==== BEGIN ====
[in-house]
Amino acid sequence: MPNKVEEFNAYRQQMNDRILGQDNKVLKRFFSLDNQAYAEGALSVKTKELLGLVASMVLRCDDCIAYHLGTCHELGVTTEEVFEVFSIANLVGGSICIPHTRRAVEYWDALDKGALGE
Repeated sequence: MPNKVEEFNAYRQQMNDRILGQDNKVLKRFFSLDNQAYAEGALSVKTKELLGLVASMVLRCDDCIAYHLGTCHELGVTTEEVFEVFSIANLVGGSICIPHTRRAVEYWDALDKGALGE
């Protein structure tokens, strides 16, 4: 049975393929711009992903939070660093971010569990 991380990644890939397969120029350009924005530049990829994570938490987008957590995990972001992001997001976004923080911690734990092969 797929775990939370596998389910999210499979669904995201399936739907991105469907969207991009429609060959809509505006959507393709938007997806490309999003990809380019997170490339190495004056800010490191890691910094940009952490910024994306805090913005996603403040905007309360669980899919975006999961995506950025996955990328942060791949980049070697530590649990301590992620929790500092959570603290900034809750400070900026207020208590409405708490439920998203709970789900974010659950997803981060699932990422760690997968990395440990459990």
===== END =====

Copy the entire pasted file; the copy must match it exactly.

[in-house]
Amino acid sequence: MPNKVEEFNAYRQQMNDRILGQDNKVLKRFFSLDNQAYAEGALSVKTKELLGLVASMVLRCDDCIAYHLGTCHELGVTTEEVFEVFSIANLVGGSICIPHTRRAVEYWDALDKGALGE
Repeated sequence: MPNKVEEFNAYRQQMNDRILGQDNKVLKRFFSLDNQAYAEGALSVKTKELLGLVASMVLRCDDCIAYHLGTCHELGVTTEEVFEVFSIANLVGGSICIPHTRRAVEYWDALDKGALGE
């Protein structure tokens, strides 16, 4: 049975393929711009992903939070660093971010569990 991380990644890939397969120029350009924005530049990829994570938490987008957590995990972001992001997001976004923080911690734990092969 797929775990939370596998389910999210499979669904995201399936739907991105469907969207991009429609060959809509505006959507393709938007997806490309999003990809380019997170490339190495004056800010490191890691910094940009952490910024994306805090913005996603403040905007309360669980899919975006999961995506950025996955990328942060791949980049070697530590649990301590992620929790500092959570603290900034809750400070900026207020208590409405708490439920998203709970789900974010659950997803981060699932990422760690997968990395440990459990």